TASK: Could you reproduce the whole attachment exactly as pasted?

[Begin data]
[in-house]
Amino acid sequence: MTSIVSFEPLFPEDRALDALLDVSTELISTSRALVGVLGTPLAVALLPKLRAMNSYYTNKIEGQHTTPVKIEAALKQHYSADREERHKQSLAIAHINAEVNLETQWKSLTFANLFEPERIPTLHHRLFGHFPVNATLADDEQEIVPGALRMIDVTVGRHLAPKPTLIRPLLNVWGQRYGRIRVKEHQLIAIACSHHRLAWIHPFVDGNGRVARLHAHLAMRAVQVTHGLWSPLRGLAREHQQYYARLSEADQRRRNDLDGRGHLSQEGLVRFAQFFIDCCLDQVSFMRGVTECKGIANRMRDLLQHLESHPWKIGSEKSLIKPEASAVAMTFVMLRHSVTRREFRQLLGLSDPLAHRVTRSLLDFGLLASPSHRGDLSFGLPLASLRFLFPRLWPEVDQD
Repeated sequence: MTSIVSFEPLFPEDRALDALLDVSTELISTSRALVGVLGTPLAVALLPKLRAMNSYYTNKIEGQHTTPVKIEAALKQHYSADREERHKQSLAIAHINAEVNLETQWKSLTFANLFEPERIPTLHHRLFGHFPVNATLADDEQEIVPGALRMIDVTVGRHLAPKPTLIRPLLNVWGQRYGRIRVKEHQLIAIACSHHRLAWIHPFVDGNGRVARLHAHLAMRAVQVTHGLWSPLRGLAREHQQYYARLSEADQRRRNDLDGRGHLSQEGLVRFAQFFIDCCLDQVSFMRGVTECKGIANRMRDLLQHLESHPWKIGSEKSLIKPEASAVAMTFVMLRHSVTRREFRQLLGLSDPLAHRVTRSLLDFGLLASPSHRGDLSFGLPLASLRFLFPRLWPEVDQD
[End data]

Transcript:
[in-house]
Amino acid sequence: MTSIVSFEPLFPEDRALDALLDVSTELISTSRALVGVLGTPLAVALLPKLRAMNSYYTNKIEGQHTTPVKIEAALKQHYSADREERHKQSLAIAHINAEVNLETQWKSLTFANLFEPERIPTLHHRLFGHFPVNATLADDEQEIVPGALRMIDVTVGRHLAPKPTLIRPLLNVWGQRYGRIRVKEHQLIAIACSHHRLAWIHPFVDGNGRVARLHAHLAMRAVQVTHGLWSPLRGLAREHQQYYARLSEADQRRRNDLDGRGHLSQEGLVRFAQFFIDCCLDQVSFMRGVTECKGIANRMRDLLQHLESHPWKIGSEKSLIKPEASAVAMTFVMLRHSVTRREFRQLLGLSDPLAHRVTRSLLDFGLLASPSHRGDLSFGLPLASLRFLFPRLWPEVDQD
Repeated sequence: MTSIVSFEPLFPEDRALDALLDVSTELISTSRALVGVLGTPLAVALLPKLRAMNSYYTNKIEGQHTTPVKIEAALKQHYSADREERHKQSLAIAHINAEVNLETQWKSLTFANLFEPERIPTLHHRLFGHFPVNATLADDEQEIVPGALRMIDVTVGRHLAPKPTLIRPLLNVWGQRYGRIRVKEHQLIAIACSHHRLAWIHPFVDGNGRVARLHAHLAMRAVQVTHGLWSPLRGLAREHQQYYARLSEADQRRRNDLDGRGHLSQEGLVRFAQFFIDCCLDQVSFMRGVTECKGIANRMRDLLQHLESHPWKIGSEKSLIKPEASAVAMTFVMLRHSVTRREFRQLLGLSDPLAHRVTRSLLDFGLLASPSHRGDLSFGLPLASLRFLFPRLWPEVDQD